try to live among savages so fierce. The missionaries were therefore

employed in Sydney. In 1813 Governor Macquarie directed that every

vessel leaving for New Zealand should give bonds to the extent of a

thousand pounds to guarantee that the white men should not carry off

the natives or interfere with their sacred places. Then the trouble

between the two races quieted down a little, and in 1814 the

missionaries thought they might at least make further inquiries. A brig

called the Active of 100 tons was bought; and on board it went Hall

with another missionary called Kendall (grandfather of the poet) who had

lately come out. They reached the Bay of Islands, taking with them

abundance of presents. They saw Ruatara, and persuaded him with his

uncle, Hongi, and other chiefs to go to Sydney in the Active, and

there discuss the question of a mission station. They went, and Hongi

guaranteed the protection of his tribe, the Ngapuhi, if the missionaries

would settle in their territory.

The Mission Station. It was in November, 1814, that the Active

sailed with the mission colony, consisting of Kendall, King, and Hall,

their wives and five children and a number of mechanics; in all

twenty-five Europeans, together with eight Maoris. They took three

horses, a bull, two cows, and other live stock, and after a quick

passage anchored near the north of the North Island. Marsden was with

them as a visitor, to see the place fairly started. He was troubled on

landing to find that the Ngapuhi were at war with their near neighbours,

the Wangaroans, and he saw that little progress would be made till these

tribes were reconciled. Marsden fearlessly entered with only one

companion into the heart of the hostile tribe; met Tarra, the instigator

of the Boyd massacre, and slept that night in the very midst of the

Wangaroans. Wrapt up in his greatcoat, he lay close by Tarra, surrounded

by the sleeping forms of men and women who, only a few years before, had

gathered to the horrid feast. Surprised at this friendly trust, the

Wangaroans were fascinated, and subsequently were led by him like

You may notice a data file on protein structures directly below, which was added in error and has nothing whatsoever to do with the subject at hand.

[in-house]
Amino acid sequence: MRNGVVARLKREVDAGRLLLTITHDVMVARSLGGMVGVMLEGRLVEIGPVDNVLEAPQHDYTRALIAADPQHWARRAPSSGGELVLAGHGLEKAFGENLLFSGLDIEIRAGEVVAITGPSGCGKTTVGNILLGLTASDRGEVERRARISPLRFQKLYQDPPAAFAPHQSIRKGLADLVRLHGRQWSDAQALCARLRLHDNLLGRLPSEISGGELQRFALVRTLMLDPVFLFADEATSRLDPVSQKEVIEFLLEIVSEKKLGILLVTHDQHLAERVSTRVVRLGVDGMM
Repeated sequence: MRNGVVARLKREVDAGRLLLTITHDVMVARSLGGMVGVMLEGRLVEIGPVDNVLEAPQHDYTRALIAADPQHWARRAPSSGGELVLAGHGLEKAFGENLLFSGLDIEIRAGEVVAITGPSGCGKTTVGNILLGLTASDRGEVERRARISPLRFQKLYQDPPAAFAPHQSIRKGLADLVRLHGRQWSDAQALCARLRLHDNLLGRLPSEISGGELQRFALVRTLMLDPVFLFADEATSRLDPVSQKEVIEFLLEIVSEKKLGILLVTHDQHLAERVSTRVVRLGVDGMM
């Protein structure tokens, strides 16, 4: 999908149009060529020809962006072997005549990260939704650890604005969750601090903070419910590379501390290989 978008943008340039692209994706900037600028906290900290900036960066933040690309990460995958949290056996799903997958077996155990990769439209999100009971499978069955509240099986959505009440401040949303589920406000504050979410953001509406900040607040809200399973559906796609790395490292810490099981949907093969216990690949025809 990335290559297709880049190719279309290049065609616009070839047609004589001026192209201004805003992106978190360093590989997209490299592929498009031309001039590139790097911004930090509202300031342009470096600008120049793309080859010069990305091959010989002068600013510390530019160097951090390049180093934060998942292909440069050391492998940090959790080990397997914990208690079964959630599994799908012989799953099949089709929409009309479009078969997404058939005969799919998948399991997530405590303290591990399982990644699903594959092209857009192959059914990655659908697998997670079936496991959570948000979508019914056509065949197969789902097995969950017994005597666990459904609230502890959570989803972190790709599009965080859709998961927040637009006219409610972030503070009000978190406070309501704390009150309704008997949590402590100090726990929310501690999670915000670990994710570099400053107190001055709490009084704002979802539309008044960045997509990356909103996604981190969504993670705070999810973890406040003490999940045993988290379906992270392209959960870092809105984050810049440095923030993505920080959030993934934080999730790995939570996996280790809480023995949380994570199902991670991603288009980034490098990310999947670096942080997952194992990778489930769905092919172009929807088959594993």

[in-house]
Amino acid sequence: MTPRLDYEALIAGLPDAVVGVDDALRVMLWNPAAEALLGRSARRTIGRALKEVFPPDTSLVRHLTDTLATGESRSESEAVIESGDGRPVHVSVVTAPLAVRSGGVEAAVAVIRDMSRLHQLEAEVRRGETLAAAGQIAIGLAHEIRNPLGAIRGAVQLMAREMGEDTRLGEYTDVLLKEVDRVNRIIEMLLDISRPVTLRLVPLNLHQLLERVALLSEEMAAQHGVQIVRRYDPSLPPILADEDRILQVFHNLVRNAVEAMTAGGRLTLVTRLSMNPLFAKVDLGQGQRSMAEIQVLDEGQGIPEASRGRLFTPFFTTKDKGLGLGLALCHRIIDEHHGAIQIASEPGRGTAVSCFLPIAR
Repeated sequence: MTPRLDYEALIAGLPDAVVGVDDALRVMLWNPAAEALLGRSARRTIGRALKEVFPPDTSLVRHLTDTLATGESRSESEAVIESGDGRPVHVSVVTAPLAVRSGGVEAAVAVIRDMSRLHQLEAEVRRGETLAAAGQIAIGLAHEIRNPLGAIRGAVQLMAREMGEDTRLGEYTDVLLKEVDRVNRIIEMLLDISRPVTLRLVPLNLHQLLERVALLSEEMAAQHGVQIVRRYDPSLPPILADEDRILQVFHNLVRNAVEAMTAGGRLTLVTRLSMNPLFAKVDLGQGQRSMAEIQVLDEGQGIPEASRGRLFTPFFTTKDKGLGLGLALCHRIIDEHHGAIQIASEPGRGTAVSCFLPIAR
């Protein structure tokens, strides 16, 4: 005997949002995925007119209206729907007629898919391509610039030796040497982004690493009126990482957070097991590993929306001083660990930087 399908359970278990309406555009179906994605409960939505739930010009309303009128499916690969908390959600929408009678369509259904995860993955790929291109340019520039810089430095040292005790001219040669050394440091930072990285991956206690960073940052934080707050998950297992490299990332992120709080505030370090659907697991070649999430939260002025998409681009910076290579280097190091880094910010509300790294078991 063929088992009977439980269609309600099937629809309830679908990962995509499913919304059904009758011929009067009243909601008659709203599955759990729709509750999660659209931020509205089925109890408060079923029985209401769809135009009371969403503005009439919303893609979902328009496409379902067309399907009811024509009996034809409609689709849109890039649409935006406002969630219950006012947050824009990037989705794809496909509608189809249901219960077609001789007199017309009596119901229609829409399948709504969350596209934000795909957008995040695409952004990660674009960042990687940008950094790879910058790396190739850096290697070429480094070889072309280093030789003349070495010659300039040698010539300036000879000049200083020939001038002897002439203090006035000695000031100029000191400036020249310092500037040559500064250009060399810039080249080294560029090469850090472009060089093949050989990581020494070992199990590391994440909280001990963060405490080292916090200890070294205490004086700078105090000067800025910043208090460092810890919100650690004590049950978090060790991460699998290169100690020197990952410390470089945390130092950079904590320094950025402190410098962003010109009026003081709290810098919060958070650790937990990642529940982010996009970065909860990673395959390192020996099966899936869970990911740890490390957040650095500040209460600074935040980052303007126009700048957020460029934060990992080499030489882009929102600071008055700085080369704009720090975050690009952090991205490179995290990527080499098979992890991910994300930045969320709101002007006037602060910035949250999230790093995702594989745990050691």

children. They were soon induced to rub noses with the chiefs of Ngapuhi

as a sign of reconciliation, and were then all invited on board the

Active, where a merry breakfast brought old enemies together in

friendly intercourse.

The missionaries with twelve axes bought 200 acres of land on the shore

of the Bay of Islands. Half an acre was soon enclosed by a fence; a few

rough houses were built and a pole set up, upon which floated a white

flag with a cross and a dove and the words "Good tidings"; Ruatara made

a pulpit out of an old canoe, covered it with cloth, and put seats round

it. There, on Christmas Day, 1814, Marsden preached the first sermon in

New Zealand to a crowded Maori audience, who understood not one word of

what was said, but who, perhaps, were benefited by the general

impressiveness of the scene.

In the following February, Marsden returned to Sydney, thinking the

mission in a fair way of success. But all was not to be so harmonious as

he dreamt; the liberated convicts, who formed the bulk of the crews of

sealing and whaling vessels, treated the natives with coarseness and

arrogance; the Maoris were quick to revenge themselves, and the murders,

thefts, and quarrels along all the shore did more harm than the handful

of missionaries could do good. Three or four times they wished to leave,

and as often did Marsden return and persuade them to stay. Their lives

at least were safe; for Hongi, the Ngapuhi chief, found that they were

useful in the way of bringing trade about, but he was dissatisfied

because they would not allow guns and powder to be sold by the white men

to him and his people.

Tribal Wars. Hongi saw that the tribe which possessed most guns was

sure to get the upper hand of all the others. He therefore contrived in

another way to secure these wonderful weapons. For in 1820 when Kendall

went home to England for a trip Hongi went with him, and saw with

constant wonder the marvels of the great city. The sight of the fine

English regiments, the arsenals, the theatres, the big elephant at

Exeter Change Menagerie, all impressed deeply the Maori from New Zealand

forests. He stayed for a while at Cambridge, assisting a professor to

compile a dictionary of the Maori language, and going to church

regularly all the time. Then he had an audience from George IV., who

gave him many presents, and among others a complete suit of ancient

armour. For a whole season, Hongi was a sort of lion among London

society. People crowded to see a chief who had eaten dozens of men, and

so many presents were given him that when he came back to Sydney he was